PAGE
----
4. Wendy - September 18, 2017 5:34 pm

    While my 2 children don’t have autism, they battle their own demons daily. One with addiction problems (in treatment now) & the other with full blown anxiety. Thank you, Sean, for your touching story today!

  5. Laura - September 18, 2017 7:32 pm

    What a blessing for you!! Glad Jamie wanted to go to that restaurant. I find that God blesses us, often when we least expect it, in the most common or most dramatic way. Too many people miss the blessing because they are searching for the wrong thing. Thanks, Sean!

  6. teachenglish67 - September 18, 2017 7:53 pm

    Hats are important. I have my Daddy’s grey Stetson hanging on my family room wall. I see it every time I leave the house. It is important to me to have that hat where it is because the man who wore it was important to me. I have 2 grandchildren who are in the autistic spectrum. I have had them living with me since ’99 and have raised them to adulthood. My Beloved and I adopted them in 2000; we’ve never regretted it. In 2011 he passed away due to cancer. I raised them afterwards by myself. In the autistic community there is a saying, “If you have met one autistic spectrum person, you have met one autistic spectrum person.” This is so true. Autistic people will not venture very far into you world, but will want you to come as far as you can into theirs. They see the world completely differently than we do. It’s refreshing; it’s “black or white” with no or very little “grey”; it’s not as scary as our world.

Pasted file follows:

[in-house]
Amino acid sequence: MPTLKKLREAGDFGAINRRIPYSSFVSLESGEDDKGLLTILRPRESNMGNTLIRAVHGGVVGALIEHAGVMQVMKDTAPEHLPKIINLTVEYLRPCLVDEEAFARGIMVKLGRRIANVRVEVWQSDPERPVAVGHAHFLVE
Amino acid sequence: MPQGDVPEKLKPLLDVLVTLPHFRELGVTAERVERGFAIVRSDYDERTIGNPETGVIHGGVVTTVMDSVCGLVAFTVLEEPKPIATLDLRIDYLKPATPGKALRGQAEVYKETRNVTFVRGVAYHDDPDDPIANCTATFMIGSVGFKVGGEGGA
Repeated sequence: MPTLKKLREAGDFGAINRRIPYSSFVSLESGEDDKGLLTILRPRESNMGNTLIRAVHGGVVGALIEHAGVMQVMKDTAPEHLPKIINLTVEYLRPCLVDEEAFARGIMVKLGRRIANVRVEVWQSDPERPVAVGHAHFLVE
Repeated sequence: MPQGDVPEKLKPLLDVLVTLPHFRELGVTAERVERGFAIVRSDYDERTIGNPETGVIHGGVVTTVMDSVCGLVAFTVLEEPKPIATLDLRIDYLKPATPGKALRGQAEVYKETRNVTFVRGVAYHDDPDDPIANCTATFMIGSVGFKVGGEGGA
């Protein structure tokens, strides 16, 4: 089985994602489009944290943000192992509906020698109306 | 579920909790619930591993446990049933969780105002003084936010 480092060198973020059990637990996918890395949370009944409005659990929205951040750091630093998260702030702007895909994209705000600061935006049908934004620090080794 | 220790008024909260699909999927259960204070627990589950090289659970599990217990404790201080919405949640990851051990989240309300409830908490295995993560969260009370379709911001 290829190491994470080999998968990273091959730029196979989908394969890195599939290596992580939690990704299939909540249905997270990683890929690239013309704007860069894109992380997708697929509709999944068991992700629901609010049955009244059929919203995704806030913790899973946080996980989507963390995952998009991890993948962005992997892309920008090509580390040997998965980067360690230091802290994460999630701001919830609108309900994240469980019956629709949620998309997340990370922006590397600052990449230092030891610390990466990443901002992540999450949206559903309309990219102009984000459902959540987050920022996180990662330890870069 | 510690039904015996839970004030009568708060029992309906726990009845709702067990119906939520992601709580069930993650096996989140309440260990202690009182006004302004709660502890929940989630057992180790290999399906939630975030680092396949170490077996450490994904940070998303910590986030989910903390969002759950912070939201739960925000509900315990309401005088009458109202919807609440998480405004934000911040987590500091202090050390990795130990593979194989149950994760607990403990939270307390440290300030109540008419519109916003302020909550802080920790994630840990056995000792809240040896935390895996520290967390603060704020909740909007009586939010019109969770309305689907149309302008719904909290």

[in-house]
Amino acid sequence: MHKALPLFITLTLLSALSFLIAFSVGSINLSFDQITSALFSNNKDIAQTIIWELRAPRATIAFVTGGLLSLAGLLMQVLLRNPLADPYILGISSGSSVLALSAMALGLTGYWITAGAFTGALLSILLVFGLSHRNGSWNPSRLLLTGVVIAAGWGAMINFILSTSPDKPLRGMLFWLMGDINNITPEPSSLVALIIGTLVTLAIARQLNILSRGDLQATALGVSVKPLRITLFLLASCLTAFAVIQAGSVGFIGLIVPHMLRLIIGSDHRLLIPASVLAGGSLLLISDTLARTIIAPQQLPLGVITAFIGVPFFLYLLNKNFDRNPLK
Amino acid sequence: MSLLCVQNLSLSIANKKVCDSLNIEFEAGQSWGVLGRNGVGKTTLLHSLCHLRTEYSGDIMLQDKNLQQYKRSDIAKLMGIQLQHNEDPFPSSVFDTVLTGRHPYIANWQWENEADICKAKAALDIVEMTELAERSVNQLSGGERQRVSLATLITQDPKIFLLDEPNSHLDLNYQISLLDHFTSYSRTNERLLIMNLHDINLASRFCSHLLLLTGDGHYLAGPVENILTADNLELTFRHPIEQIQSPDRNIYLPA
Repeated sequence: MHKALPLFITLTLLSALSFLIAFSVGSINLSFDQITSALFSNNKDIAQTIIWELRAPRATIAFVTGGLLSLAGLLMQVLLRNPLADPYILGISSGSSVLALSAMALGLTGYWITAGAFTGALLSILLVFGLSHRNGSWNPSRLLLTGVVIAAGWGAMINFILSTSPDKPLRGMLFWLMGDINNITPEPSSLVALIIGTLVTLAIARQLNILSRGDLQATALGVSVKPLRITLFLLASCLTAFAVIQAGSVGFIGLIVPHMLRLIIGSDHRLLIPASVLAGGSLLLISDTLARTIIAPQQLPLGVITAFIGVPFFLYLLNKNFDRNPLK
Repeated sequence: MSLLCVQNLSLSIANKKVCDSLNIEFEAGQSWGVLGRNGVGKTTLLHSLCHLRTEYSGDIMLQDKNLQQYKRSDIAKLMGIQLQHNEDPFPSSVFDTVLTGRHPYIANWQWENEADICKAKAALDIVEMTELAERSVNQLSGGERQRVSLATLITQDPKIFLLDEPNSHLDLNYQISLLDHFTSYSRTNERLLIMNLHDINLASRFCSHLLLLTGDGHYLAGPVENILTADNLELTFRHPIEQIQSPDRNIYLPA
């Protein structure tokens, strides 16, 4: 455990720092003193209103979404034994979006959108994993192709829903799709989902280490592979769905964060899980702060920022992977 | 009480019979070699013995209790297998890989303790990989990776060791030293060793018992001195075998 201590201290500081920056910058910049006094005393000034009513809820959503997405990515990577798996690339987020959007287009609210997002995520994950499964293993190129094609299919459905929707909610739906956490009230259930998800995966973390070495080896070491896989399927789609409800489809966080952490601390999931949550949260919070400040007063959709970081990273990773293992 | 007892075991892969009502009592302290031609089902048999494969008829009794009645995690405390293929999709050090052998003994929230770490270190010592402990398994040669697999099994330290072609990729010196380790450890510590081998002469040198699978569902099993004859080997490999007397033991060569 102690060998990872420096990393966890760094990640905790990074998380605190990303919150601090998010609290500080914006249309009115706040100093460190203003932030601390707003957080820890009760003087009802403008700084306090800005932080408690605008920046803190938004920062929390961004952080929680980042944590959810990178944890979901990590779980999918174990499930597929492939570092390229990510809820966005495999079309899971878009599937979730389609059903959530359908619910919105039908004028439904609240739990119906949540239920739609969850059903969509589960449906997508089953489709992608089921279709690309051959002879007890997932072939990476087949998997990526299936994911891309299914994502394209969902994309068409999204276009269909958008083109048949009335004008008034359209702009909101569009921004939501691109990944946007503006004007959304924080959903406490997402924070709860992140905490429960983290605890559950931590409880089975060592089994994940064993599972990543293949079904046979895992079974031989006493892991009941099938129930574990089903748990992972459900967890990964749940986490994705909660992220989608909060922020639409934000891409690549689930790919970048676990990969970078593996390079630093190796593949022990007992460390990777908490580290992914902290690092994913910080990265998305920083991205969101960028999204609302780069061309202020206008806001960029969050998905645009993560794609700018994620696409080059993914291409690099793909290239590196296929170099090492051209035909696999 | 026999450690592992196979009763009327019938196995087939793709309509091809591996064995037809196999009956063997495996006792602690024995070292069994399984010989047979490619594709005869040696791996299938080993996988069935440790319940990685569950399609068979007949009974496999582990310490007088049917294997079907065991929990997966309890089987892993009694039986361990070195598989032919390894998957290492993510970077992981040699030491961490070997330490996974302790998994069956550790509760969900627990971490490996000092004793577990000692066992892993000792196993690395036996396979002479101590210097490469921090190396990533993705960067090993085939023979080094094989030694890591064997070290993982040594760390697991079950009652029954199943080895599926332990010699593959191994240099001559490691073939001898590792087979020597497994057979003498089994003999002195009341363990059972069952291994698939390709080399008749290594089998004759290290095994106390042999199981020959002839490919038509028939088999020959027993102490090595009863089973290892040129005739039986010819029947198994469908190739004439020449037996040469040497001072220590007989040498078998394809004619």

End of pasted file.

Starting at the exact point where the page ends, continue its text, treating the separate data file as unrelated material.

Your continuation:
I’m glad you met this young man, Sean. Welcome to the world of those who were blessed to have an autistic spectrum blessing in their world.

  7. JaneBeck - September 19, 2017 12:54 am

    Hubby’s cousin’s daughter has a more severe form of autism. Does not speak, but she understands most words. Makes loud noises. I try not to look at her when I’m talking. I don’t touch her, because she doesn’t like it. We all went out to dinner together, early, so it was quiet with few other people in the restaurant. I sat beside her. Part way through, she laid her head on my shoulder, and I felt like I had been blessed with the biggest hug ever!

  8. Kathy Phillips - September 19, 2017 1:38 am

    I say Everytime I read your stories that I am not going to cry this time.. You got me again. Love it.

  9. Nina Thompson - September 19, 2017 4:55 pm

    At a time in my life when I was full of anger and sadness, my job changed and I was introduced to a student with ASD. Suffice it to say, that 6 year old boy changed my anger and sadness into an all encompassing joy. He let me into his world and I’ve never been the same. Your encounter with the hat loving young man reminded me again that anyone can bring joy to others….sometimes they just don’t know it.

  10. Wells Warren - September 19, 2017 10:29 pm

    Thanks for this good story, a fine piece of writing. My grandson has autism, and I see him developing almost every day. Peace, Wells+

  11. Anne Trawick - September 25, 2017 4:41 am

    Every parent of an autistic child will love you for this! So do I!

  12. Ike Stokes - October 31, 2017 6:08 pm

    My grandson has autism. I can see him in this article (but not with hats, he can’t abide anything on his head), in that each autistic child is unique and an individual. When my grandson sees something that he likes, he REALLY likes it. Right now he’s into bobby pins. He loves to sort them (in sets of four and they must be identical) and then he bends them to suit his pleasure. Thanks for sharing a truly touching story.